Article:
Overground or Underground: West Ham Face A Challenging Cross Town Journey To Wimbledon

The second round of EFL Cup sees the not-so-big boys enter the fray. Can Manuel Pellegrini’s shell-shocked Hammers cast off their Premier League woes to record a moral boosting victory against League One Wimbledon?

Watching our game on TV at the weekend I heard the commentator mention how Arsenal had lost each of their opening three league matches in the 1992/93 season but subsequently went on to win both the FA and Football League Cups – beating Sheffield Wednesday in both finals.  An omen, maybe, that the Hammers take inspiration from history as they yet again set off hopefully on that elusive road to Wembley.

At the start of the season, the League or EFL Cup (in its many guises) is considered the piece of silverware that is most closely within the grasp of the smaller clubs; this despite the fact that the big six have won fifteen out of the last twenty competitions.  On paper, a second round fixture against League One opposition should be a routine victory; and then all we need is the continued luck of the Carabao draw and, hey prstoo, we are all the way to the final, for the first time since 1981.  Consider though the Hammer’s capacity for shock exits before pencilling the date of 24 February into your diary!

Today’s opponents are AFC Wimbledon whose remarkable rise through the football pyramid since their formation in 2002 sees them compete in the second round of the League Cup for the very first time.  It is debatable whether football historians should regard this as our first encounter with the Dons or whether the previous twenty-seven meetings with the former Wimbledon FC should also be taken into account – a sequence that included a fourth round League Cup victory for West Ham in 1989 courtesy of a Martin Allen thunderbolt (and a Julian Dicks red card).

These days, AFC Wimbledon temporarily strut their stuff at Kingsmeadow stadium pending a return to their neighbourhood roots at New Plough Lane in 2019.  The new stadium will be built on the site of the old Wimbledon dog/ stock car/ speedway arena, where I assume they will not be leaving the old track in place.  For those travelling, it is likely to be a tight squeeze into the 4,850 capacity Kingsmeadow for tonight’s game – I believe the smallest stadium, by capacity, in the entire football league.  For the less adventurous the game is being shown on Sky Sports.  A sign of how football on TV has changed over the years is that one of earliest televised games I can remember watching (it may only have been the second half) featured former Kingsmeadow ground share partners, Kingstonian, in a live FA Amateur Cup Final – such were the restrictions on the broadcast of live games back then.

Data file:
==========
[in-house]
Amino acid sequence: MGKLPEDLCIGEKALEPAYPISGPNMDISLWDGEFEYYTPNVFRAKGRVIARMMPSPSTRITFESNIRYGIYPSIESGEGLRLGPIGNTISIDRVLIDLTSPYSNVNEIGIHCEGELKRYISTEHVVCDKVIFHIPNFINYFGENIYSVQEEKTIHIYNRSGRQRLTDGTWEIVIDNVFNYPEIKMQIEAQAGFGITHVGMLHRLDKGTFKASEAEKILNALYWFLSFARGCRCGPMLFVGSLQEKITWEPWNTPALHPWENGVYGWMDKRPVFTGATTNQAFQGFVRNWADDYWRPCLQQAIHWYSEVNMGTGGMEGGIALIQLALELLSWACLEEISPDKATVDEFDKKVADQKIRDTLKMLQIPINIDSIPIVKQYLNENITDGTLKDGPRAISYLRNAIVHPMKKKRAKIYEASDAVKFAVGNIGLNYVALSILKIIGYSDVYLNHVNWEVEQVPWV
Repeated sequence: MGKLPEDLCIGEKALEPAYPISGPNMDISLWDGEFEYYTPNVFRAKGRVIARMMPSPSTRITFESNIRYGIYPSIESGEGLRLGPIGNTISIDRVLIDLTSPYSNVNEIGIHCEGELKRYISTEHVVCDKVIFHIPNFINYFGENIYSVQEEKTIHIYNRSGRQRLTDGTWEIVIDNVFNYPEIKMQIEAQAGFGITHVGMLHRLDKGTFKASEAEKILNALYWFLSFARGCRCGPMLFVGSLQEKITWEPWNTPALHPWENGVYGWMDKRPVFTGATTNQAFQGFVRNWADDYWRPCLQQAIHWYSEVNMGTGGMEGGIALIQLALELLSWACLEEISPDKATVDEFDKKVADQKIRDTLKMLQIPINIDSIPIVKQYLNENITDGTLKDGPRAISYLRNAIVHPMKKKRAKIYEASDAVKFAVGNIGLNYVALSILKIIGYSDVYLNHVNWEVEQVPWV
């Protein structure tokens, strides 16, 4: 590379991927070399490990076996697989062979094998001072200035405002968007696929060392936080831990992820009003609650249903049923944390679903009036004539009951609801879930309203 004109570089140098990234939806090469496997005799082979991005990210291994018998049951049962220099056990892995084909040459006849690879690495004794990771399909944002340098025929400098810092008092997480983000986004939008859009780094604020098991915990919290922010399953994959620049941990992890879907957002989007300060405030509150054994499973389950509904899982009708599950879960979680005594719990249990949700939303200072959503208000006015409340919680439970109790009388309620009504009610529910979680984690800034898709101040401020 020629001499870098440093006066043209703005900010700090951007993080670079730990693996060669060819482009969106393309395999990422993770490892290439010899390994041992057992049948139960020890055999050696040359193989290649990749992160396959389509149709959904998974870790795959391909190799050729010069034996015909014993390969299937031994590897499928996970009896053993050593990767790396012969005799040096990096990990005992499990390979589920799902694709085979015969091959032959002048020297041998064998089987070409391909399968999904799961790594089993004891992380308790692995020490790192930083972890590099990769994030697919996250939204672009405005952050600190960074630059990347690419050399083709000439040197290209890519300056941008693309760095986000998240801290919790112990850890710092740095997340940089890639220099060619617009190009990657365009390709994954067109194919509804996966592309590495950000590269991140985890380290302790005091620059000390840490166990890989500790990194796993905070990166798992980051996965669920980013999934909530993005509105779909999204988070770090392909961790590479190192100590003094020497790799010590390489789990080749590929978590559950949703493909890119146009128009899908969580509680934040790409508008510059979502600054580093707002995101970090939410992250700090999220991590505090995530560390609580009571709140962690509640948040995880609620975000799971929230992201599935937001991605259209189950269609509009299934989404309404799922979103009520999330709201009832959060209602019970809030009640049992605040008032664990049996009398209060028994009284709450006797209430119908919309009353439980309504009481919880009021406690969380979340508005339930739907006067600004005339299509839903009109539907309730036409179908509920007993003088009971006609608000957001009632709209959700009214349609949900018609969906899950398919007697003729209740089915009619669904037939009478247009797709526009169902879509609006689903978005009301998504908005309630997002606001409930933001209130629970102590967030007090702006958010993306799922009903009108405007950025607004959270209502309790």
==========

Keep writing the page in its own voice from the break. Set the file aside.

It has been customary for Premier League clubs to put out a second string in the early rounds of the League Cup.  I can’t decide whether this is because two games in a week is too much for players in the modern game or whether you will be ceremoniously mocked as not being a proper top club should you put out your first team.  Understandably, risking injuries against what could turn out to be agricultural opposition, would be a concern but such bad luck can also occur in training.  Not that I am suggesting AFC Wimbledon will be employing crude tactics, I know nothing of their style of play, but their manager did feature, as a player, for both the old crazy gang and for Millwall.

With Manuel Pellegrini still looking to discover his best team it would seem the perfect low risk opportunity to treat this game as any other in his pursuit of the holy grail.  Sure, bring in a few who are realistically on the cusp of a Premier League first team slot, but don’t give games to total fringe players who would only otherwise get the call in the event of a major flu epidemic or bout of lasagne poisoning.  I think it is fair to give Adrian a run out and I would also like to see Declan Rice, in central defence and Pedro Obiang in central midfield.  I don’t know what the fitness situation is with Andriy Yarmolenko (given that Robert Snodgrass repeatedly gets the nod in his stead) but some more game time for the Ukrainian would be useful.  Marko Arnautovic will certainly not play any part, which will mean probable outings for Javier Hernandez and/ or Lucas Perez.  If Pellegrini is inclined to ‘unleash’ any youngsters in his lineup then he could do worse than allowing Nathan Holland or Xande Silva to show what they can offer.

The Hammers badly need a confidence boosting victory from the game and the prospect of defeat before a tough run of league games is unthinkable.  I have to believe that we have the talent to prevail but do we have the attitude and organisation?  I am hoping so, and will predict a comfortable 3-0 positive outcome.